Friday, March 18, 2016
FMLA Legal Liability Can Cover HR Director
Cathleen Graziadio worked as a Payroll Administrator at the Culinary Institute of America. On June 6, 2012, Graziadio’s seventeen-year-old son was hospitalized as a result of Type I diabetes and Graziadio promptly informed her supervisor that she would need to leave work to take care of him. Seeking to have her absence designated as leave under the Family and Medical Leave Act (“FMLA”) she submitted a medical certification supporting her need for leave to care for her son.
On that same day, June 27, Graziadio’s twelve-year-old son fractured his leg playing basketball and underwent surgery for the injury. Again, Graziadio promptly notified her supervisor that she would need immediate leave to care for her son and that she expected to return the week of July 9, “at least part time.” When July 9 arrived, the supervisor asked for an update on Graziadio’s return, to which Graziadio responded that she would need to work a reduced, three-day week schedule until mid-to-late August and could return on Thursday, July 12, if that schedule was approved. She also asked, if there was “any further documentation that may need from me.”
In reply the HR Director sent Graziadio a letter stating that her FMLA paperwork did not justify her absences from the workplace and that Graziadio must “provide updated paperwork to this office which addresses this deficiency.” However the HR Director did not make it clear on what paperwork she would to see and rejected the note from one of the son’s doctors as failing to establish a “medical necessity for you to provide full time medical care.” Finally, the HR Director announced that she would “no longer be able to discuss this matter over email,” and asked Graziadio to “[p]lease provide . . . three dates/times for this week that you are available to come into work and meet with me” in person.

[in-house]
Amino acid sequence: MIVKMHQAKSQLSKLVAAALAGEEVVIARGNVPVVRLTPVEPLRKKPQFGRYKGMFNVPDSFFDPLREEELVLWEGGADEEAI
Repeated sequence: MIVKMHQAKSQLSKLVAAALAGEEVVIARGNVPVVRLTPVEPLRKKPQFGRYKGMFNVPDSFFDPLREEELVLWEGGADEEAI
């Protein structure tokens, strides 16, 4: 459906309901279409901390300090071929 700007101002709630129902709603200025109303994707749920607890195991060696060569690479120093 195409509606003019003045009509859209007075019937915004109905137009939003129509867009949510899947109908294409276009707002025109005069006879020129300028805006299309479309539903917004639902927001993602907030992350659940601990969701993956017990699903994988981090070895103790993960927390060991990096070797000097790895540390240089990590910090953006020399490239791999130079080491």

In an excruciating exchange, Graziadio then proceeded to email back and forth about scheduling a meeting without actually arranging it. Communication further degraded to the point that “all communications must occur between counsel.”
The Company fired Graziadio on September 11, 2012, for abandoning her position. The letter explained that Graziadio had been asked “through your attorneys . . . to return to work and to contact your supervisor to arrange a return to work date. . . . Based on the fact that you have not contacted your supervisor to arrange to return to work as of the date of this letter, it is obvious to us that you do not want to return to work.” Her termination was effective as of the date of the letter.
Graziadio subsequently filed suit in New York Federal Court bringing claims against both the Company and the HR Director individually for interference with FMLA leave and FMLA retaliation. The Second Circuit ruled Thursday that the Culinary Institute of America’s HR Director could be held individually liable for Family and Medical Leave Act violations, saying she had enough control over an employee's job and enough input into her firing to qualify her as an “employer” under the statute.
Common Sense Counsel: having a properly drafted FMLA policy, mandated forms and supervisory training is the bare minimum. Keeping a cool head when those around you do not is leadership and legal risk reduction.
Tommy Eden is a partner working out of the Constangy, Brooks, Smith & Prophete, LLP offices in Opelika, AL and West Point, GA and a member of the ABA Section of Labor and Employment Law and serves on the Board of Directors for the East Alabama SHRM Chapter. He can be contacted at email@example.com or 334-246-2901 with blog at www.alabamaatwork.com with full text of case.